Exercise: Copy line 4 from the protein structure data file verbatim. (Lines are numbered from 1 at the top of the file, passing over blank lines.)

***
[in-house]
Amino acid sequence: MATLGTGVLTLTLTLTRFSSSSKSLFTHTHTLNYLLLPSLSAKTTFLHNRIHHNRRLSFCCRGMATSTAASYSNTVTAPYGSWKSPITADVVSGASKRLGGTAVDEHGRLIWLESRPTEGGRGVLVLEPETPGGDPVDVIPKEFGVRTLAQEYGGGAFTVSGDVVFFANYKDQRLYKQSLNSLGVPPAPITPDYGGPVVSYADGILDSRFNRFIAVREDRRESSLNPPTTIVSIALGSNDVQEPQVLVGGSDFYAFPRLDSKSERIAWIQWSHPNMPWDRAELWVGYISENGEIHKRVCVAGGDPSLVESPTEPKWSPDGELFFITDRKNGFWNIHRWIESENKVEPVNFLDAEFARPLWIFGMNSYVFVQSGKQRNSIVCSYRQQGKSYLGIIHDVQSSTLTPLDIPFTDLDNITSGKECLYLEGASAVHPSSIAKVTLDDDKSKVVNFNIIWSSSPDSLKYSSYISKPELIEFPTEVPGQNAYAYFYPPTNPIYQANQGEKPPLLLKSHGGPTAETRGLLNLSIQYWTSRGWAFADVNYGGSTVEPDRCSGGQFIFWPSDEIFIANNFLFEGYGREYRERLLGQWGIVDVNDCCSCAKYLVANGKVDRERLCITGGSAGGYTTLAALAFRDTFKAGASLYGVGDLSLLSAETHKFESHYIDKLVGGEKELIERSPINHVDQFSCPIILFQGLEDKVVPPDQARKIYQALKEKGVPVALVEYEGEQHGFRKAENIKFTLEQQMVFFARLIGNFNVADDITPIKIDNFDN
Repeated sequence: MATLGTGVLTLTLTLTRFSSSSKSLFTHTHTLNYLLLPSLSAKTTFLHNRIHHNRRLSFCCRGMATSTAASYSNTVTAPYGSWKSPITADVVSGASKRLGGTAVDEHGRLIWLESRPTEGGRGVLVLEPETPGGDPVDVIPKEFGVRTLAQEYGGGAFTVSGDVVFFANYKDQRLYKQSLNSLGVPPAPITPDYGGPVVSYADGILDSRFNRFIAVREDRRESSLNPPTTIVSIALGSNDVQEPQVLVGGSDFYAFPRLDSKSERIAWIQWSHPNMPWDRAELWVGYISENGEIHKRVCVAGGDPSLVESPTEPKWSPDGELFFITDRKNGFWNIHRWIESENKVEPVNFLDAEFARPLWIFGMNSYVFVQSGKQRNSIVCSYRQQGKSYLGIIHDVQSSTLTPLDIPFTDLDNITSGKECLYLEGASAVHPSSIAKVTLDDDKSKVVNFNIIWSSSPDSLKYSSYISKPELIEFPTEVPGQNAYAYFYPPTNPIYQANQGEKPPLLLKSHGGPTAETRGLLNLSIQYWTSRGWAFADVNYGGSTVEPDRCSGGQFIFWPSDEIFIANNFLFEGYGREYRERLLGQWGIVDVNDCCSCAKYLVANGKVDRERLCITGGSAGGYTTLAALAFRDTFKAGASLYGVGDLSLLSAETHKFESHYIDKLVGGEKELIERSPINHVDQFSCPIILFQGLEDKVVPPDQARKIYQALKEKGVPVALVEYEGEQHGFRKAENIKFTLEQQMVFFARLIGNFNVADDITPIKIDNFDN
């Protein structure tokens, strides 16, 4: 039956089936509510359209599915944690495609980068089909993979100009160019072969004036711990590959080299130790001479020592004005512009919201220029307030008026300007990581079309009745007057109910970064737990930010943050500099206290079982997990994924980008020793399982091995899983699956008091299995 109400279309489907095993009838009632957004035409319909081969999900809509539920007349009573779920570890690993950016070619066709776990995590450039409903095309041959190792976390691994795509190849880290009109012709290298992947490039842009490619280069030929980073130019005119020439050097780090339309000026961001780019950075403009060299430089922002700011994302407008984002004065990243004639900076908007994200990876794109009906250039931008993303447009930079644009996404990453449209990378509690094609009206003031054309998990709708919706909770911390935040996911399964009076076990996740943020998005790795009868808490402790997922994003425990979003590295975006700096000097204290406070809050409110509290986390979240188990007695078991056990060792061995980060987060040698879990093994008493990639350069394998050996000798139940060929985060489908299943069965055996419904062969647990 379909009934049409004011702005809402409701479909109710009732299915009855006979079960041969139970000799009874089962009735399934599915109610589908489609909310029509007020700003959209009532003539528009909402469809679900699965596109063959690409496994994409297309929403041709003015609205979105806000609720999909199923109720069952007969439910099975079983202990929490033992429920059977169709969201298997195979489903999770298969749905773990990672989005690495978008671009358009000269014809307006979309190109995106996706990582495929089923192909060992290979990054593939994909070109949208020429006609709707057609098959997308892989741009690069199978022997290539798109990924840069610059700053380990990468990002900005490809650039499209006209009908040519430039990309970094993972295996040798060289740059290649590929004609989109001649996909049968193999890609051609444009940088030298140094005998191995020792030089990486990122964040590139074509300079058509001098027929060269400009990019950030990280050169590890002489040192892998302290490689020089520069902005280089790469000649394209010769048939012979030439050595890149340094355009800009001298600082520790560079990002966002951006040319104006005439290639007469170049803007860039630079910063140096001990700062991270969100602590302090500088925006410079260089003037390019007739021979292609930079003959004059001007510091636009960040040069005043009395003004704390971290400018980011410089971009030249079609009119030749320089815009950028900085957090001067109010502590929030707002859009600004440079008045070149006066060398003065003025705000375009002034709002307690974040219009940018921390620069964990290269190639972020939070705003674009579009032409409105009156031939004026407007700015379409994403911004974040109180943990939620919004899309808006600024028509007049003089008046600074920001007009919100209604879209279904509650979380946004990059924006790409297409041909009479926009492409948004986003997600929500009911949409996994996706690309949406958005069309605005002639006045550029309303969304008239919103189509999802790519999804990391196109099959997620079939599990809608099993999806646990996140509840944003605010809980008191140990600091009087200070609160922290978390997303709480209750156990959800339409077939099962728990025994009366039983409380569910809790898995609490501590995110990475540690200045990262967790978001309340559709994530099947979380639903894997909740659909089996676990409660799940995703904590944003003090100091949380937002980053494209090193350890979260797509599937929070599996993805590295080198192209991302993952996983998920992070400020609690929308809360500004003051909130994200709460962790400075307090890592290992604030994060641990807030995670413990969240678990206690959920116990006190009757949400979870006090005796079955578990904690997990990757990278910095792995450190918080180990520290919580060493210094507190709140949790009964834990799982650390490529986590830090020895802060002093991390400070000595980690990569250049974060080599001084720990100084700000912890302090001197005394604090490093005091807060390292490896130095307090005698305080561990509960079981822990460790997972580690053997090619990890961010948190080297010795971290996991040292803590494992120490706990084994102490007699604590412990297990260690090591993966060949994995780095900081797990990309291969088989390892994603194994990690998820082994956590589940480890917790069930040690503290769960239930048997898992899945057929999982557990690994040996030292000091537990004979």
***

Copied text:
């Protein structure tokens, strides 16, 4: 039956089936509510359209599915944690495609980068089909993979100009160019072969004036711990590959080299130790001479020592004005512009919201220029307030008026300007990581079309009745007057109910970064737990930010943050500099206290079982997990994924980008020793399982091995899983699956008091299995 109400279309489907095993009838009632957004035409319909081969999900809509539920007349009573779920570890690993950016070619066709776990995590450039409903095309041959190792976390691994795509190849880290009109012709290298992947490039842009490619280069030929980073130019005119020439050097780090339309000026961001780019950075403009060299430089922002700011994302407008984002004065990243004639900076908007994200990876794109009906250039931008993303447009930079644009996404990453449209990378509690094609009206003031054309998990709708919706909770911390935040996911399964009076076990996740943020998005790795009868808490402790997922994003425990979003590295975006700096000097204290406070809050409110509290986390979240188990007695078991056990060792061995980060987060040698879990093994008493990639350069394998050996000798139940060929985060489908299943069965055996419904062969647990 379909009934049409004011702005809402409701479909109710009732299915009855006979079960041969139970000799009874089962009735399934599915109610589908489609909310029509007020700003959209009532003539528009909402469809679900699965596109063959690409496994994409297309929403041709003015609205979105806000609720999909199923109720069952007969439910099975079983202990929490033992429920059977169709969201298997195979489903999770298969749905773990990672989005690495978008671009358009000269014809307006979309190109995106996706990582495929089923192909060992290979990054593939994909070109949208020429006609709707057609098959997308892989741009690069199978022997290539798109990924840069610059700053380990990468990002900005490809650039499209006209009908040519430039990309970094993972295996040798060289740059290649590929004609989109001649996909049968193999890609051609444009940088030298140094005998191995020792030089990486990122964040590139074509300079058509001098027929060269400009990019950030990280050169590890002489040192892998302290490689020089520069902005280089790469000649394209010769048939012979030439050595890149340094355009800009001298600082520790560079990002966002951006040319104006005439290639007469170049803007860039630079910063140096001990700062991270969100602590302090500088925006410079260089003037390019007739021979292609930079003959004059001007510091636009960040040069005043009395003004704390971290400018980011410089971009030249079609009119030749320089815009950028900085957090001067109010502590929030707002859009600004440079008045070149006066060398003065003025705000375009002034709002307690974040219009940018921390620069964990290269190639972020939070705003674009579009032409409105009156031939004026407007700015379409994403911004974040109180943990939620919004899309808006600024028509007049003089008046600074920001007009919100209604879209279904509650979380946004990059924006790409297409041909009479926009492409948004986003997600929500009911949409996994996706690309949406958005069309605005002639006045550029309303969304008239919103189509999802790519999804990391196109099959997620079939599990809608099993999806646990996140509840944003605010809980008191140990600091009087200070609160922290978390997303709480209750156990959800339409077939099962728990025994009366039983409380569910809790898995609490501590995110990475540690200045990262967790978001309340559709994530099947979380639903894997909740659909089996676990409660799940995703904590944003003090100091949380937002980053494209090193350890979260797509599937929070599996993805590295080198192209991302993952996983998920992070400020609690929308809360500004003051909130994200709460962790400075307090890592290992604030994060641990807030995670413990969240678990206690959920116990006190009757949400979870006090005796079955578990904690997990990757990278910095792995450190918080180990520290919580060493210094507190709140949790009964834990799982650390490529986590830090020895802060002093991390400070000595980690990569250049974060080599001084720990100084700000912890302090001197005394604090490093005091807060390292490896130095307090005698305080561990509960079981822990460790997972580690053997090619990890961010948190080297010795971290996991040292803590494992120490706990084994102490007699604590412990297990260690090591993966060949994995780095900081797990990309291969088989390892994603194994990690998820082994956590589940480890917790069930040690503290769960239930048997898992899945057929999982557990690994040996030292000091537990004979």